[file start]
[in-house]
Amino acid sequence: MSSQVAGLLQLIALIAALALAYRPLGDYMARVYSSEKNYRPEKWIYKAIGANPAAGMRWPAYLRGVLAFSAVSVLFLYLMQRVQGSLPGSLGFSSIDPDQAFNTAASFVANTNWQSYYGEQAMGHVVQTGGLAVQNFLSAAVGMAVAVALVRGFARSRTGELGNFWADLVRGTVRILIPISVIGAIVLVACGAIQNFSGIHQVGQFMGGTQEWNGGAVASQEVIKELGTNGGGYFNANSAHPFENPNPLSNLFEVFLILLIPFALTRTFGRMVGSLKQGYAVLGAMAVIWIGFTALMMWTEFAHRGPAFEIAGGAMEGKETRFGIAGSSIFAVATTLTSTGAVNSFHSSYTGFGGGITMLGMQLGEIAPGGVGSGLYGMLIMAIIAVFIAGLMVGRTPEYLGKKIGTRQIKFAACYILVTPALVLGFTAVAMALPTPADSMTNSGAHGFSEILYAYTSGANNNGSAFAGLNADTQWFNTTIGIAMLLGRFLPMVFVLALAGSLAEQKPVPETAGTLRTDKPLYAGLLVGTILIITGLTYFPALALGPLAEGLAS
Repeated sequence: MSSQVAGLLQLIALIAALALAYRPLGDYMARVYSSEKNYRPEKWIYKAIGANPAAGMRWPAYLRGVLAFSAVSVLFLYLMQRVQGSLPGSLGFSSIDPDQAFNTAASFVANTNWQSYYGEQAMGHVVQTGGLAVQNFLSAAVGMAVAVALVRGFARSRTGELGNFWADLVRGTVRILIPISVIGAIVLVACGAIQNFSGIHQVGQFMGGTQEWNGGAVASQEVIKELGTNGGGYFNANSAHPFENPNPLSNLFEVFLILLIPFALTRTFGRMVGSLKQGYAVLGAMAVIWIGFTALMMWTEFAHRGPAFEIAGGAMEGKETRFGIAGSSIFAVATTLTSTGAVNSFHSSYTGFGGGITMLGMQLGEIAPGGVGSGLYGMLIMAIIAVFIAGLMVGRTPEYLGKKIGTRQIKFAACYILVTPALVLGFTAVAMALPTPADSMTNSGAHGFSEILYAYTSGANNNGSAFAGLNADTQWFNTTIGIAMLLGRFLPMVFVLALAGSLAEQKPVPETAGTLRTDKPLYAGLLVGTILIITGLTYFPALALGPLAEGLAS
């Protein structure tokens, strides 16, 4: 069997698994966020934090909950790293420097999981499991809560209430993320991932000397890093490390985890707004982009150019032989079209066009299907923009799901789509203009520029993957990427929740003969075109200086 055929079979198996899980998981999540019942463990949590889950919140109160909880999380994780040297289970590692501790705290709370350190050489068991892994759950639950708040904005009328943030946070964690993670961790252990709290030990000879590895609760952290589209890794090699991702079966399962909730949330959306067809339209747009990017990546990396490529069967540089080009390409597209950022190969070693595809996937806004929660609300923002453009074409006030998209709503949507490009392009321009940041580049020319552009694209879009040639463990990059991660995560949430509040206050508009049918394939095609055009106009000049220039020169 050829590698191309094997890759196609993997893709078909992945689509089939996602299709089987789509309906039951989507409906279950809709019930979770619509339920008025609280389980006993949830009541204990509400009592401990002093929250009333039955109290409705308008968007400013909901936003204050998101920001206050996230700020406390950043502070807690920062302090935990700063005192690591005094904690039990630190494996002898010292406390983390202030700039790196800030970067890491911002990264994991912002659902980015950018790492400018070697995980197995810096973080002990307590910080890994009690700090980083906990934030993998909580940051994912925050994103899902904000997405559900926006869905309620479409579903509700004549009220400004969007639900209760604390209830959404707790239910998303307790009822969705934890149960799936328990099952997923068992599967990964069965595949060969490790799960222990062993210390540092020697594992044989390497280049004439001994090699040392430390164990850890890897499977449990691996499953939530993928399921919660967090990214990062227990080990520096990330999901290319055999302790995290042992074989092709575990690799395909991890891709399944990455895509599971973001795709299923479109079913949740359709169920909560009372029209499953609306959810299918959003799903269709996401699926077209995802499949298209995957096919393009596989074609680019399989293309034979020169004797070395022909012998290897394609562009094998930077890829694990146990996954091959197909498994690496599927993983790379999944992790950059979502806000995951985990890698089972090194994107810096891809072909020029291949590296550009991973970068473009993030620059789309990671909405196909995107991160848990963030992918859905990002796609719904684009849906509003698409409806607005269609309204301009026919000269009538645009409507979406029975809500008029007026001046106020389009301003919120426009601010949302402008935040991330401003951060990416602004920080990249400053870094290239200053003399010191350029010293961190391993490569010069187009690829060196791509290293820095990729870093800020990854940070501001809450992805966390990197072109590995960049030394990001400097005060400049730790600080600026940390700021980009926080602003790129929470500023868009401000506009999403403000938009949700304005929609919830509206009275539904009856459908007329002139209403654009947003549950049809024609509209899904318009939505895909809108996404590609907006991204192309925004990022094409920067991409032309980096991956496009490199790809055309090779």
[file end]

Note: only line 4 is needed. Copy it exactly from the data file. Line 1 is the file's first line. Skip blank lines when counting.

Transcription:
């Protein structure tokens, strides 16, 4: 069997698994966020934090909950790293420097999981499991809560209430993320991932000397890093490390985890707004982009150019032989079209066009299907923009799901789509203009520029993957990427929740003969075109200086 055929079979198996899980998981999540019942463990949590889950919140109160909880999380994780040297289970590692501790705290709370350190050489068991892994759950639950708040904005009328943030946070964690993670961790252990709290030990000879590895609760952290589209890794090699991702079966399962909730949330959306067809339209747009990017990546990396490529069967540089080009390409597209950022190969070693595809996937806004929660609300923002453009074409006030998209709503949507490009392009321009940041580049020319552009694209879009040639463990990059991660995560949430509040206050508009049918394939095609055009106009000049220039020169 050829590698191309094997890759196609993997893709078909992945689509089939996602299709089987789509309906039951989507409906279950809709019930979770619509339920008025609280389980006993949830009541204990509400009592401990002093929250009333039955109290409705308008968007400013909901936003204050998101920001206050996230700020406390950043502070807690920062302090935990700063005192690591005094904690039990630190494996002898010292406390983390202030700039790196800030970067890491911002990264994991912002659902980015950018790492400018070697995980197995810096973080002990307590910080890994009690700090980083906990934030993998909580940051994912925050994103899902904000997405559900926006869905309620479409579903509700004549009220400004969007639900209760604390209830959404707790239910998303307790009822969705934890149960799936328990099952997923068992599967990964069965595949060969490790799960222990062993210390540092020697594992044989390497280049004439001994090699040392430390164990850890890897499977449990691996499953939530993928399921919660967090990214990062227990080990520096990330999901290319055999302790995290042992074989092709575990690799395909991890891709399944990455895509599971973001795709299923479109079913949740359709169920909560009372029209499953609306959810299918959003799903269709996401699926077209995802499949298209995957096919393009596989074609680019399989293309034979020169004797070395022909012998290897394609562009094998930077890829694990146990996954091959197909498994690496599927993983790379999944992790950059979502806000995951985990890698089972090194994107810096891809072909020029291949590296550009991973970068473009993030620059789309990671909405196909995107991160848990963030992918859905990002796609719904684009849906509003698409409806607005269609309204301009026919000269009538645009409507979406029975809500008029007026001046106020389009301003919120426009601010949302402008935040991330401003951060990416602004920080990249400053870094290239200053003399010191350029010293961190391993490569010069187009690829060196791509290293820095990729870093800020990854940070501001809450992805966390990197072109590995960049030394990001400097005060400049730790600080600026940390700021980009926080602003790129929470500023868009401000506009999403403000938009949700304005929609919830509206009275539904009856459908007329002139209403654009947003549950049809024609509209899904318009939505895909809108996404590609907006991204192309925004990022094409920067991409032309980096991956496009490199790809055309090779």